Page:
Former college basketball standout Ed O’Bannon and his lawyers seek to expand his lawsuit challenging the NCAA’s ban on compensating athletes into a class action.
The lawsuit demands that the NCAA find a way to cut players in on the billions of dollars earned by college sports from live broadcasts, memorabilia sales, video games and in other areas.
U.S. District Court Judge Claudia Wilken didn’t rule on either the merits of O’Bannon’s case or his demands to turn the case into a class action. Instead, she ordered O’Bannon’s lawyers to revise the complaint to include current players. Lawyer Michael Hausfeld said he will file a new lawsuit that includes current players, but will seek to keep their names confidential. He said the current players are afraid of retaliation.
NCAA lawyer Greg Curtner argued against certifying the lawsuit as a class action, contending that the claims of thousands of collegiate athletes are too different to be treated the same. For instance, certain athletes bring in more revenue than others and have different legal claims at stake.
The NCAA also contends that many of the athletes receive scholarships in exchange for playing sports and to pay student athletes would ruin amateur athletics. To pay athletes more than that would ruin collegiate sports, the NCAA argues.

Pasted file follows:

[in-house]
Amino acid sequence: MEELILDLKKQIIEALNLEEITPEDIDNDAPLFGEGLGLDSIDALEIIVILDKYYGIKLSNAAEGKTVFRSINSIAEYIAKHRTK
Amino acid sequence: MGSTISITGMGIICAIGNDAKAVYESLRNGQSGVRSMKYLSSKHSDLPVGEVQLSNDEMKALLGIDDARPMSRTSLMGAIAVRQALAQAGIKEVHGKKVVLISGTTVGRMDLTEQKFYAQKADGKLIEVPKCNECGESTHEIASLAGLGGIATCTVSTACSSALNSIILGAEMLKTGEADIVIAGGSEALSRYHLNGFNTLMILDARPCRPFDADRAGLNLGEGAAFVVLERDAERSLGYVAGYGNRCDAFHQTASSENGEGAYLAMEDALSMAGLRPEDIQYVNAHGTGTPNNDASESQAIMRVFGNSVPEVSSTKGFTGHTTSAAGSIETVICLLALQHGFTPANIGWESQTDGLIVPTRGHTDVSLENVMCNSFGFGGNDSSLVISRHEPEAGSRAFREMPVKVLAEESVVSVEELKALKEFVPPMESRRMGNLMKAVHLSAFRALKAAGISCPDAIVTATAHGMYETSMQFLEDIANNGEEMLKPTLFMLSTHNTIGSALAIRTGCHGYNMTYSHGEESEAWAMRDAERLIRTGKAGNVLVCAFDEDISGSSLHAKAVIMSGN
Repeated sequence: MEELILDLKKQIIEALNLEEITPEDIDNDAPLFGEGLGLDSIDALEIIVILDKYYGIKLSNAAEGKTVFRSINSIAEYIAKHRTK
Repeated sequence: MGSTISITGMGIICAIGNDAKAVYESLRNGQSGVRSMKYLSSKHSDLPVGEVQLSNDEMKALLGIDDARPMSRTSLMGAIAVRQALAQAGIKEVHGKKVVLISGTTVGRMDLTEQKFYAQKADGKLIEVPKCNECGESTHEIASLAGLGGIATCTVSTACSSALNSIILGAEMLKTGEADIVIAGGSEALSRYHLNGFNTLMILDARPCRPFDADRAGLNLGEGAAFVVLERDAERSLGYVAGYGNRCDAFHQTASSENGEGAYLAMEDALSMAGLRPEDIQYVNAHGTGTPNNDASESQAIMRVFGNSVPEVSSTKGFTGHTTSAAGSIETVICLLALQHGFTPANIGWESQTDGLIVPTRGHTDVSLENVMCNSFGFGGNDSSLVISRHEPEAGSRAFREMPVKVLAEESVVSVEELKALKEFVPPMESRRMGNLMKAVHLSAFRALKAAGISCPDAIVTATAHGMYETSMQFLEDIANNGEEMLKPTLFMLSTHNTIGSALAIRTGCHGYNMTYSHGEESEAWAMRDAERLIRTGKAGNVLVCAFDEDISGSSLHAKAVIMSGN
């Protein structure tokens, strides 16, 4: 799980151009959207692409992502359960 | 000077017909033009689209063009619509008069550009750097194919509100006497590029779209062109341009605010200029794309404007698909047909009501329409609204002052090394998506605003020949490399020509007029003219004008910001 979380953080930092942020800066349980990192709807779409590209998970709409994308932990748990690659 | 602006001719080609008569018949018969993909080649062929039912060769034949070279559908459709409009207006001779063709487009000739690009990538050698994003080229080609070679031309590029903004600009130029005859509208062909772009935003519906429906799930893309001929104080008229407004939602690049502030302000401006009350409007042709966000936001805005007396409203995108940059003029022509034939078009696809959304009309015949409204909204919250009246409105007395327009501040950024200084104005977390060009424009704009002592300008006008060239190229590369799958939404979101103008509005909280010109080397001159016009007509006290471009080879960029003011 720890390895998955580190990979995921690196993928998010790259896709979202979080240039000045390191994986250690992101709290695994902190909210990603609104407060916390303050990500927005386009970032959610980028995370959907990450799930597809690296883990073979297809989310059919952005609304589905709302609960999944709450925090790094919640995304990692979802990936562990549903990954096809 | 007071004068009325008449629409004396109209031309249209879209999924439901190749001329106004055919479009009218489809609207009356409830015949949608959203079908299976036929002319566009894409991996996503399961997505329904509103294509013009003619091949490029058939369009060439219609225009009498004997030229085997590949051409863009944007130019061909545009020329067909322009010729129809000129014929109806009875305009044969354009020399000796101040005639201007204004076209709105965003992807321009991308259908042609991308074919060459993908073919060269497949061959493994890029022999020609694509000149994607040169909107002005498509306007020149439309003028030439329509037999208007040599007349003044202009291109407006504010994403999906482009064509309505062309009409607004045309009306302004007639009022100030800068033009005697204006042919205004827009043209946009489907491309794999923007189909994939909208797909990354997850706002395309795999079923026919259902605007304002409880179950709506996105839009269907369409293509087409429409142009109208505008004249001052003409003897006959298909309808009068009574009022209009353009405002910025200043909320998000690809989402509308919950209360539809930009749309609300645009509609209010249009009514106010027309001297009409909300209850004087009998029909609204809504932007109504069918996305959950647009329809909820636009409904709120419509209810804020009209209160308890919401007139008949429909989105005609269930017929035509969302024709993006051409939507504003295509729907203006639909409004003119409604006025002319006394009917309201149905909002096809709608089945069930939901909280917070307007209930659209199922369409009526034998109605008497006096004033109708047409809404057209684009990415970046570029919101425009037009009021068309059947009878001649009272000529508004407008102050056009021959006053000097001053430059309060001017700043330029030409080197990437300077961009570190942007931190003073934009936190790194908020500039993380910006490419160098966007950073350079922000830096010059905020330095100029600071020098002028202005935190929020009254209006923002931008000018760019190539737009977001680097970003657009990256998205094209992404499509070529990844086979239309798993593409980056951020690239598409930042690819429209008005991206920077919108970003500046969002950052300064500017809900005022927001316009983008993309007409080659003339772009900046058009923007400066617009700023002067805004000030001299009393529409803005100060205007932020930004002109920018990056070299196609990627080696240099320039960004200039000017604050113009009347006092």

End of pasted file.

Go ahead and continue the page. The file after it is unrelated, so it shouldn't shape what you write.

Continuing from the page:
The debate over compensating college players is almost as old as the NCAA, founded in 1906. Amateurs have been expected to compete for free and the love of sport — or at least the cost of a scholarship and the pursuit of an education. The NCAA is steadfast in its position that student-athletes are prohibited from receiving payment for participating in sports. It also says it has done nothing wrong in marketing itself for the benefit of its member schools and will continue to vigorously contest the lawsuits.
The NCAA’s revenues have skyrocketed in recent years — it recently signed a $10.8 billion, 14-year television deal for basketball — and so have the demands of athletes to share in the money.
O’Bannon first became aware that others were profiting from his image in 1995, when he visited a friend’s house and was shown an avatar resembling O’Bannon playing for the 1995 Bruins in the game. Two years later, he filed a lawsuit that focused attention from lawmakers, college administrators and others on just how much money the NCAA and its member schools earn each year.